Bodegas Belasco de Baquedano, Agrelo

Walk through the world of wine at Bodegas Belasco de Baquedano, home to one of the largest aroma rooms in South America, featuring 46 indentified flavors of wine. The Belasco family invites you to exercise your senses and discover the subtle nuances of each wine. Scent cylinders line each of four sides of the interactive and educational hall of aromas. Bend over a cylinder, turn the knob, and take a whiff. On the wall behind the cylinder, a caption explains what that particular smell means for a wine. Finish the tour of the room by answering short questions written on a panel--you might just win a prize. Add Bodegas Belasco de Baquedano and other attractions to your Mendoza trip itinerary using our Mendoza trip site .
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(Mendoza is the nearest city to Bodegas Belasco de Baquedano)

Bodegas Belasco de Baquedano Reviews
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  • We just did the tour with Daniella and really enjoyed it especially the scent room. Only one in South America. Great tour great tasting and taking some home.  more »
  • Did the lunch was very good, excellent harmonised harmonization. Not to mention that you see that wonderful lunch is priceless. After lunch we visit the aroma room, where we feel all the good and bad wine aromas.
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  • The visit is short and normal, feels that it is a girl but very good cellar. I liked and why I put very good room scents. The tasting have several prices and that is good because you choose at the end to preferis. Try Atrancita Malbec sweet, expensive but delicious for the confectioners.
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  • Gorgeous winery! They have an interesting tour area, which is essentially a large room filled with several dozen aromas that can be found in wines, and an explanation of each. These range from what you would expect (pepper, citrus, etc.) to some more unusual (e.g. sulphur). They also offer what looked like a very lovely 5 course meal with wine pairings for AR$950/person - the chef for the restaurant has another restaurant with a Michelin star. We did not try the meal so I can't comment on whether it was good or not, but I did notice they had a vegetarian option that would be suitable for pescetarians (it replaced the beef course with a vegetarian course, but there was still a salmon course either way). We did the 5 wine tasting and found it quite lovely. The 2013 Torrontes (called Rosa) and the 2011 Malbec (called Guentota) were two standouts. The woman who gave us the tasting was wonderful - extremely polite and friendly and quite knowledgeable about the wines. Each wine's name has an interesting backstory which was fun to hear about as well. The real standout wine was the Antracita, which is a red made from frozen grapes that tasted like nothing else we'd had before! It was sweet, but I'm not typically a fan of sweet wines, and loved it. There was no added sugar so it felt light and not sugary. We had promised ourselves we weren't going to buy any bottles to bring back to the states, but they don't export the Antracita (they export all the others through a company in the US), so we caved and bought a bottle, the only one we bought in Argentina. While we were waiting for our taxi the woman who had given us our tasting even gave us another glass of the Antracita for free, which was very kind. In summary, beautiful winery, food by a Michelin-starred chef, and don't miss the Antracita!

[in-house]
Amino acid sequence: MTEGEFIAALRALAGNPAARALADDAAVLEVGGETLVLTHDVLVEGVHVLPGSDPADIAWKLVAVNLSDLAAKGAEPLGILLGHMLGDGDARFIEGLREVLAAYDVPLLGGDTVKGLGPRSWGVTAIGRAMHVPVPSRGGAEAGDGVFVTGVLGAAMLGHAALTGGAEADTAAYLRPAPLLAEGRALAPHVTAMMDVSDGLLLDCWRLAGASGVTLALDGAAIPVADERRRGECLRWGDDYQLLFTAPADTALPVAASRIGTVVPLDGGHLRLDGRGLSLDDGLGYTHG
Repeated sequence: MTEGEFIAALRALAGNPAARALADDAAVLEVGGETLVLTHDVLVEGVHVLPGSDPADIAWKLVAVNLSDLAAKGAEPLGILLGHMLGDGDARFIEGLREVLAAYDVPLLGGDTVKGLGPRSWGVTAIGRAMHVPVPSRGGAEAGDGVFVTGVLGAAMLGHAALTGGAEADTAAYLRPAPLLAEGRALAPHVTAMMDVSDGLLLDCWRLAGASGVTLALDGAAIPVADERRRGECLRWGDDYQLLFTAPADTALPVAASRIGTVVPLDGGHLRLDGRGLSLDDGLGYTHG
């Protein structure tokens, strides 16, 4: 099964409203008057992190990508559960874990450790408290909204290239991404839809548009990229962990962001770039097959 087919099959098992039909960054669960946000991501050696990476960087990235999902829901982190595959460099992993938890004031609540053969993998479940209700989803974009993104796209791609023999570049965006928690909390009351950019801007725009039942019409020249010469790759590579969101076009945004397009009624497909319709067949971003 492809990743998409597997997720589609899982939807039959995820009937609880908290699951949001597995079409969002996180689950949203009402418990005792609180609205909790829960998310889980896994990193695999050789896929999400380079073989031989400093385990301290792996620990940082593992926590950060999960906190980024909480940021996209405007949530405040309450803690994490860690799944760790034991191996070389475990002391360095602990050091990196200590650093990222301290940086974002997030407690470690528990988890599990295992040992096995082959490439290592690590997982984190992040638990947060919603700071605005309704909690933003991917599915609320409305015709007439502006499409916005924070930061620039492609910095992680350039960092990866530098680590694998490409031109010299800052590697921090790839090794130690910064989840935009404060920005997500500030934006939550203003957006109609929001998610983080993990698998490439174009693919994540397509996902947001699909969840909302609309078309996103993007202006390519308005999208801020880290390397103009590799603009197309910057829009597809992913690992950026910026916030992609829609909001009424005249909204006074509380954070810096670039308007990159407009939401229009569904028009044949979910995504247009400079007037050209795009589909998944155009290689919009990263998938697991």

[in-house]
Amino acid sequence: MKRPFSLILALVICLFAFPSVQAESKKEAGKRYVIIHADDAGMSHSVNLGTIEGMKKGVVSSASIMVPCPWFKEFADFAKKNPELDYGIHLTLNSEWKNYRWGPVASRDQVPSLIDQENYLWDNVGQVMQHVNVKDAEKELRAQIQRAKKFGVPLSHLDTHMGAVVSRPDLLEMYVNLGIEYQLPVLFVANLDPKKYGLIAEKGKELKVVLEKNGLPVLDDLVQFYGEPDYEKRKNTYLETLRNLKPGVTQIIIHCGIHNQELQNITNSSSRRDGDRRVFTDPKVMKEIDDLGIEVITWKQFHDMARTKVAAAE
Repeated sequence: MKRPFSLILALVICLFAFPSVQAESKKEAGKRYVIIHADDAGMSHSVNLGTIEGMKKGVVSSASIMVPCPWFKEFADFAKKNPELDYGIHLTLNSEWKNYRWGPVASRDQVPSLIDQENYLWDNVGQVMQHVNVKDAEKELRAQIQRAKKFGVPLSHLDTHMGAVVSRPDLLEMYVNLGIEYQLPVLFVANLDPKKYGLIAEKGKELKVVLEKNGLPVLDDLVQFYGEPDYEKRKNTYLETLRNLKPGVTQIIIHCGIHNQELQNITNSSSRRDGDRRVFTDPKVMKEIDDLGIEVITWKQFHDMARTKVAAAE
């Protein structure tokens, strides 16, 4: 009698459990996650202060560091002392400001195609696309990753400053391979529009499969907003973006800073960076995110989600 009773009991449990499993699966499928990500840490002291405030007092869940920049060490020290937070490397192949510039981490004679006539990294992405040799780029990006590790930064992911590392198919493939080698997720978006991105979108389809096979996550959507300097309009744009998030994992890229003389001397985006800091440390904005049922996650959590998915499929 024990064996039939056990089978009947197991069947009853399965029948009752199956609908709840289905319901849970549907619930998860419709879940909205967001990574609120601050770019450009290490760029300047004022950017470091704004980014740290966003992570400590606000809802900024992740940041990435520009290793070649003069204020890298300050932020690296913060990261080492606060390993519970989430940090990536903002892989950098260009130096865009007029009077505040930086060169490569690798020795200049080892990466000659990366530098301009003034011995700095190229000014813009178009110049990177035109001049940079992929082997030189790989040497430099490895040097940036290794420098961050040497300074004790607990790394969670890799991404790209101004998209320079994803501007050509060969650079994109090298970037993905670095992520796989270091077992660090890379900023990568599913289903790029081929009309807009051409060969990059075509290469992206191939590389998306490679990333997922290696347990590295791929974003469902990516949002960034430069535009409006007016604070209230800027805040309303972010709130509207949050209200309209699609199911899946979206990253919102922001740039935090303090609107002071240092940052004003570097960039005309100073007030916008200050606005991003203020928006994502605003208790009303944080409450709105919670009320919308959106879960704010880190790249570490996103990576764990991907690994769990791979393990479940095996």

• Lunch and made with sofisticacao but the dishes could be prepared with exquisite products. All the corn maze 3 Arugula leaves. A lot of little beauty taste and quality. As for the wines enjoyed all!
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  • Great Winery! Only in South America with a living room, the menu/lunch menu and spectacular! It's worth checking out.
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  • Very good tasting! It's worth it. Be the first one when you arrive.
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  • This Winery, the tour was brief and awful restaurant. Bad service, very slow, food OK. The price is high to serve water dispenser. When we ask him to change it, they brought us dirty water again. Not had mineral water in bottle or gas light. A disappointment.
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Where to stay in Mendoza

As the center of Argentina's wine industry, Mendoza offers plenty of conventional hostel and hotel options, as well as a good selection of short-term apartments for rent. Visitors taking language courses or spending several weeks on the wine route usually snatch these early in the tourist season (which lasts from mid-December to late-February), so it's a good idea to do some research and contact the owners before you arrive. Keep in mind that some of the town's hostels only offer beds to guests signed up for their wine tours.
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